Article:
The rougher "old version" is better in my opinion if only because it reveals McCartney's enthusiasm for his new song. There isn't an ounce of restraint here, especially in his bass playing.  

 For the album version, recorded at Sea-Saint Studios in New Orleans, Allen Toussaint came downstairs from his studio to play. The venues McCartney mentions are The Concertgebouw (Amsterdam), Madison Square Garden ( NYC), Hollywood Bowl ( LA) and the Rainbow in London.

  There's also a line about scoring an ounce. I'm guessing that's marijuana which might have cost a concertgoer $50-$60 in 1975,  as opposed to $350-$450 today.

Tuesday, May 26, 2015

40 Year Itch : It Hides a Nasty Stain

10cc: Good News

        5 Fun Facts About 10cc's "I'm Not In Love"

1. The Eric Stewart/Graham Gouldman song was originally recorded with a Bossa Nova beat, but the other two members dismissed the tune as "crap". Otherwise we might be discussing a song that sounds a little something like this :

2. It was drummer and singer Kevin Godley who suggested the sad song needed a "wall of voices". And Lol Creme, the other Bossa Nova dissenter, who suggested using tape loops. Gouldman, Godley and Creme sang all of those "Ahhh"s.

Each "Ah" was a note which had to be duplicated 16 times by three singers for the choral effect multiplied by the 12 notes on the chromatic scale ( the distance from a D note on your piano to the next D note).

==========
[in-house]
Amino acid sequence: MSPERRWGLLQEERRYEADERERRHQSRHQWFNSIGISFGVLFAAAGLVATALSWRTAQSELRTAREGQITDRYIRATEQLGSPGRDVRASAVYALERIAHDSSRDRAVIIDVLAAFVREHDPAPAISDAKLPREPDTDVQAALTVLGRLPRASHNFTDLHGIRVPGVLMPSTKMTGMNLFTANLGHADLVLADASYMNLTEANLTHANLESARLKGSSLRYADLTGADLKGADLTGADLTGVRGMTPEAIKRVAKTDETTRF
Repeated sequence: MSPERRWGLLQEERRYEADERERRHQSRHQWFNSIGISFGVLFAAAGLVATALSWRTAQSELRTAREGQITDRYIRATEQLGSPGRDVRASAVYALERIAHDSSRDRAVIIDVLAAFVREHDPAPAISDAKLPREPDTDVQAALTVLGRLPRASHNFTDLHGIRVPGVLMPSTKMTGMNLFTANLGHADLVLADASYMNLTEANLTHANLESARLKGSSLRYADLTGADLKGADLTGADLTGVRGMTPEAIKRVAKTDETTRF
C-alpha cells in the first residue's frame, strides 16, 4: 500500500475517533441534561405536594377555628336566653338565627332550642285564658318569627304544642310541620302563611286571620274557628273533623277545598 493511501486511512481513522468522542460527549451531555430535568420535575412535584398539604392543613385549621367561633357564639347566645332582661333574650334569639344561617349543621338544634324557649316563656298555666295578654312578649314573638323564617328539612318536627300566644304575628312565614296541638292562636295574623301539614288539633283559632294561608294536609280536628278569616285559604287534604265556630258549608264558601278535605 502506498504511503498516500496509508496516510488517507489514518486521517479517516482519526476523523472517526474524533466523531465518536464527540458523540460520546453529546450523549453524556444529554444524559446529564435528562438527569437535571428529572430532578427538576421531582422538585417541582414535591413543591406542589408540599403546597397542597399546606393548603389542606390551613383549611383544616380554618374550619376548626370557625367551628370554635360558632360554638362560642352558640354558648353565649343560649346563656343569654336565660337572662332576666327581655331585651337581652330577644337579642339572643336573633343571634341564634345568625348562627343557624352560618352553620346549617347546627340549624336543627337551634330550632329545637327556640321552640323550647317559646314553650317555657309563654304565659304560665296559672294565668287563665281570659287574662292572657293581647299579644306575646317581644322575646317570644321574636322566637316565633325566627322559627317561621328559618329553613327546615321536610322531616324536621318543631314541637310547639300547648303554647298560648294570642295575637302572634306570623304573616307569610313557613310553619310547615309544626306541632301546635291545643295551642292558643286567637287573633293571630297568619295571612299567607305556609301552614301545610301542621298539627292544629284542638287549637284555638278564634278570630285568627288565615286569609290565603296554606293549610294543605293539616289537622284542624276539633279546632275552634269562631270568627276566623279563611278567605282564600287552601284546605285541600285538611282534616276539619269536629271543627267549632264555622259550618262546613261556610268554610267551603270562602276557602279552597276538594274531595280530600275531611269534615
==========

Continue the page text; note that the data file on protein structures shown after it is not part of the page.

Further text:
By moving the switches on the faders up and down for each note, whoever operated the mixing board could form chords. It would take three weeks to build the song

3. Kathy Redfern, the secretary at the 10cc-owned Strawberry Studios, recorded the spoken word lines "Big boys don't cry".

4. The single, released in May of 1975 with the now hard to find "Good News" as the B side, was #1 in the UK but never topped the US Hot 100. It peaked at #2 for three straight weeks as three different artists leapfrogged over 10cc for the #1 spot: Van McCoy's "The Hustle", The Eagles "One of These Nights", and the Bee Gees' "Jive Talkin'"

5. Long before Guardians of the Galaxy renewed interest in the song, "I'm Not in Love" was covered by multiple artists including Richie Havens who I think did the best cover version, The Pretenders, Will to Power, Peggy Lee  and Diana Krall.

Monday, May 25, 2015

My Top Ten by Kurt Bloch (Fastbacks)

Three O'Clock : Jet Fighter

   Like most power pop icons, Fastbacks guitarist and songwriter Kurt Bloch is an artist way either ahead or way behind his times. One thing he could always do ( and still does) is play a guitar loud...and melodically. This Top 10 list he made for Spin's Alternative Record Guide (1995) shows he appreciates others who can do the same. 

  If you visit the Gibson guitar showroom in Seattle, you might be lucky enough to run into Bloch. He's a guitar tech there.

1. Pixies : Bossanova

2. Toy Dolls : Dig That Groove Baby

3. U.K. Subs :Brand New Age

4. Wipers :Youth of America

5. Three O'Clock : Sixteen Tambourines